tive games played, did not show up to work because he was observing the Jewish High Holiday Yom Kippur. Green, one of 13 Jews in the majors, had given the team two months notice prior to the holiday, which traditionally begins September 26 at sundown. This was the first time Green had taken off Yom Kippur in his ten-year career, since none of the games he’d ever played on that date occurred at night until this season. “To me, I wasn’t really trying to make any splash with this announcement or do anything like that,” Green said in a written essay before the game. “I made a decision on what I felt was the right thing to do and that’s it. It’s a great thing that a couple other players are now considering not playing. It brings to light certain issues that get discussed around baseball and other areas about religion and I think that’s a good thing.” Dodgers catcher Paul Lo Duca echoed the team’s sentiment surrounding Green’s absence. “Everyone in the clubhouse is 100 percent behind him,” Lo Duca said. “One game is not going to make much of a difference, and I respect his decision not to play.” The Dodger/Giant rivalry intensified as Bonds was hit with “Barry sucks” chants and other various Barry-related expletives at regular intervals throughout the game. The barrage continued during the seventh inning, when Bonds was nearly hit with a baseball thrown by a fan from the left field pavilion seats. Standing near the visitor’s dugout, he almost got hit with a soda hurled in his direction.
It didn’t matter if Bonds was involved in the play when the crowd took the opportunity to jeer him. Green’s replacement in right field, Marquis Grissom, went 0-4 with a strikeout. “Barry sucks.” Dodger outfielder Gary Sheffield gunned down Giants outfielder Marvin Benard in a then-game-saving play at the plate. “Barry sucks.” Bonds glared at fans in the first row down the third base line, which only made them boo louder. “BARRY SUCKS!” Nothing the fans did, however, could rile Bonds up enough to crush a breaking ball out to the right field seats, like he had done on Monday. Yet he was able to get on base four times and score a run. His three walks Wednesday tied the National League record for walks in a season. Bonds is sitting on 67 home runs, three short of tying Mark McGwire’s three-year-old record. Dodger pitchers have been very careful with him the past two games, walking him five times in ten plate appearances. Pitching around Bonds allowed other Giant players, such as outfielder John VanderWal, to drive in runs in key situations. VanderWal’s two-out, two run single in the ninth gave the Giants the lead, and eventually, the victory. Bonds had been hitting home runs at a ridiculous pace, leading the Dodgers front office to assume he may tie or break the record this week against Los Angeles. The Dodger organization announced earlier this week that they would not stop the game to honor Bonds had he broken the record.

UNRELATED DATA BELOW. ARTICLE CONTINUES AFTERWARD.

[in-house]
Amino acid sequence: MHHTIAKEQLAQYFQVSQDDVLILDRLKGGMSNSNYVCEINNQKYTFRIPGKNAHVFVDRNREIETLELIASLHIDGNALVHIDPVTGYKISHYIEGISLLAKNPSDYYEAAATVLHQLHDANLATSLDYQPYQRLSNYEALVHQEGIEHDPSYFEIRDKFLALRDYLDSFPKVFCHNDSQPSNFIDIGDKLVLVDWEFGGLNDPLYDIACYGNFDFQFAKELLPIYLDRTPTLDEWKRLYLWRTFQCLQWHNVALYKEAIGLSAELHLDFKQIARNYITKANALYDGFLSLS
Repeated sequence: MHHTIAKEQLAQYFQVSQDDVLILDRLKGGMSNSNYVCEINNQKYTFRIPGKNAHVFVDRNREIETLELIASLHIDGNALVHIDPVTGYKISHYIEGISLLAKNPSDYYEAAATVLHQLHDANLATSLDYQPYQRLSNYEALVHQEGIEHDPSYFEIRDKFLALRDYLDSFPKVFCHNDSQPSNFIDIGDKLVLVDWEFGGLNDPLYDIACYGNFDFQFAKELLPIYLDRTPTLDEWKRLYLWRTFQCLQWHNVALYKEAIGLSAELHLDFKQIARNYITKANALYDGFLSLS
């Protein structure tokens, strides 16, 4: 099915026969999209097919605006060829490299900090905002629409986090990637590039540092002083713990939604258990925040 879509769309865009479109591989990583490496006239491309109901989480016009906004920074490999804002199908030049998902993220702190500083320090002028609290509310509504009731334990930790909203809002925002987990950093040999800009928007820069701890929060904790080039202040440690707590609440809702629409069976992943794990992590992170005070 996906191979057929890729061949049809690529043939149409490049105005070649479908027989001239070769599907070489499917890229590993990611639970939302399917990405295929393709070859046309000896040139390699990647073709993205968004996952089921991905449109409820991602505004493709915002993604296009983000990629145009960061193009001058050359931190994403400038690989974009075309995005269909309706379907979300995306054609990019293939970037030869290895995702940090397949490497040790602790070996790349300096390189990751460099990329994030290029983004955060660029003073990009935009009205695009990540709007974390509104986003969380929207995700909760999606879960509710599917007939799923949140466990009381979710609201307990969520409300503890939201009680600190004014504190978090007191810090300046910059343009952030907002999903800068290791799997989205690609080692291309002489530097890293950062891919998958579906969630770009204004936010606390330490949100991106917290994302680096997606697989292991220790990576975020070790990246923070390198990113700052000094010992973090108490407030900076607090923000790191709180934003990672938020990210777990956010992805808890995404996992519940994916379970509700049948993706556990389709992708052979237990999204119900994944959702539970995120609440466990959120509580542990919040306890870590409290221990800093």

New policy goes too nCOMMENTARY: NFL ephedrine ban not in best interest of league By Jonathan Hansen
Daily Titan Asst. Sports Editor
Bonds is no closer to homerun record after meeting with Dodgers.
Permanent ban necessary for former
nCOMMENTARY: Tyson’s criminal record and recent sexual assault allegation prove him unworthty to compete in the ring By Heather Baer
Daily Titan Staff Writer Hey Mike, I’ve got a one-two combination for you. One, leave the women alone. Two, lock yourself up and never come out of your house. Yes, folks that’s right. Mike Tyson is making the news once again. Las Vegas police searched his house Wednesday after receiving allegations that the former heavyweight cham-
Titan Men’s Basketball
Tryouts for the Cal State Fullerton men’s basketball team will be held on Tuesday and Wednesday, Oct. 16 and 17 in Titan Gym from 6:00 a.m.-7:30 a.m. All participants must be current full-time (12 units) Cal State Fullerton students. An exhibition game is scheduled for Wednesday, Oct. 31. The season will begin Saturday, Nov. 17 at Pepperdine University. For more information contact the men’s basketball at (714) 278-3711.
pion had sexually assaulted another woman. This is the second time this year that he has been accused of sexually assaulting somebody. In the last investigation there was not enough evidence to formally charge him with a crime. This investigation is still pending however and there have been no arrests made and no charges filed. In a few weeks Tyson, 48-3, is scheduled to fight Denmark’s own Brian Nielson, who has a 62-1 record.
With Tyson’s criminal history as a sexual predator, and his love for ears, why is he still allowed to box? There should be some rule saying that if an athlete commits a felony, they should be banned from the sport for life. After the Holyfield incident, Tyson was only fined $3 million and his boxing license was revoked, although he was allowed to reapply the following year. Only $3 million? Please. The man made more than $140 million in 1996